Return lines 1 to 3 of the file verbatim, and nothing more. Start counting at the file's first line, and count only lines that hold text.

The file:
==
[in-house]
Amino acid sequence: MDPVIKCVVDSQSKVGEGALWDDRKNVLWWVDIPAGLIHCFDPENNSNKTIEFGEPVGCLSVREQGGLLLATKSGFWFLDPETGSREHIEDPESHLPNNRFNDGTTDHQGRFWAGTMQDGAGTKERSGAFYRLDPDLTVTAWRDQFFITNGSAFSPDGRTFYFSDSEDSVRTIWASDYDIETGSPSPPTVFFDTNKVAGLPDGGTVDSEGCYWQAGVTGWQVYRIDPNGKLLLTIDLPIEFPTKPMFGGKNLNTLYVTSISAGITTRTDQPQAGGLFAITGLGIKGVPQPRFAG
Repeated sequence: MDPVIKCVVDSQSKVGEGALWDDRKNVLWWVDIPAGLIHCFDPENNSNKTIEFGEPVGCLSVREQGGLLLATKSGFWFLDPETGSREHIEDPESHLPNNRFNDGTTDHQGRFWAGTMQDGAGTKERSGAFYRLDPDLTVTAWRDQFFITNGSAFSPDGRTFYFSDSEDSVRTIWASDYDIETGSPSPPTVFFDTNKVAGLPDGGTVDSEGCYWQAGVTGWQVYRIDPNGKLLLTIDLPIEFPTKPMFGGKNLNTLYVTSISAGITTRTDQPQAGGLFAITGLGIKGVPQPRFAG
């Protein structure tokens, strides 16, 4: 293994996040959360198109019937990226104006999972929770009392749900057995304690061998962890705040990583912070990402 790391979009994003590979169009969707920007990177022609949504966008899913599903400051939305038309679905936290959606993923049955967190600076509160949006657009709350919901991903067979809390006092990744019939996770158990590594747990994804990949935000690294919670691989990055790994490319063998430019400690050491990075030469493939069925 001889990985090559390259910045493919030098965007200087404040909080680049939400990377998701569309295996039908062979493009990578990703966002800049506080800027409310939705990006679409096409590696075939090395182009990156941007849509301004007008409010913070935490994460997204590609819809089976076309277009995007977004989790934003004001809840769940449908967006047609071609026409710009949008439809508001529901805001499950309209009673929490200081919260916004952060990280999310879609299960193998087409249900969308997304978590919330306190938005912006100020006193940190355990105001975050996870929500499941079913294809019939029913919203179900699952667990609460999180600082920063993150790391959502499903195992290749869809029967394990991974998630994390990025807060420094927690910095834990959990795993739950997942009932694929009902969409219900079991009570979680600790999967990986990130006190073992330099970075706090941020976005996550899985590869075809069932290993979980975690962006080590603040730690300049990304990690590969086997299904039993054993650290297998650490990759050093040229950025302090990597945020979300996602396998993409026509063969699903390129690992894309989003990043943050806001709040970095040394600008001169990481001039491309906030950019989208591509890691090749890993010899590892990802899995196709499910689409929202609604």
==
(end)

[in-house]
Amino acid sequence: MDPVIKCVVDSQSKVGEGALWDDRKNVLWWVDIPAGLIHCFDPENNSNKTIEFGEPVGCLSVREQGGLLLATKSGFWFLDPETGSREHIEDPESHLPNNRFNDGTTDHQGRFWAGTMQDGAGTKERSGAFYRLDPDLTVTAWRDQFFITNGSAFSPDGRTFYFSDSEDSVRTIWASDYDIETGSPSPPTVFFDTNKVAGLPDGGTVDSEGCYWQAGVTGWQVYRIDPNGKLLLTIDLPIEFPTKPMFGGKNLNTLYVTSISAGITTRTDQPQAGGLFAITGLGIKGVPQPRFAG
Repeated sequence: MDPVIKCVVDSQSKVGEGALWDDRKNVLWWVDIPAGLIHCFDPENNSNKTIEFGEPVGCLSVREQGGLLLATKSGFWFLDPETGSREHIEDPESHLPNNRFNDGTTDHQGRFWAGTMQDGAGTKERSGAFYRLDPDLTVTAWRDQFFITNGSAFSPDGRTFYFSDSEDSVRTIWASDYDIETGSPSPPTVFFDTNKVAGLPDGGTVDSEGCYWQAGVTGWQVYRIDPNGKLLLTIDLPIEFPTKPMFGGKNLNTLYVTSISAGITTRTDQPQAGGLFAITGLGIKGVPQPRFAG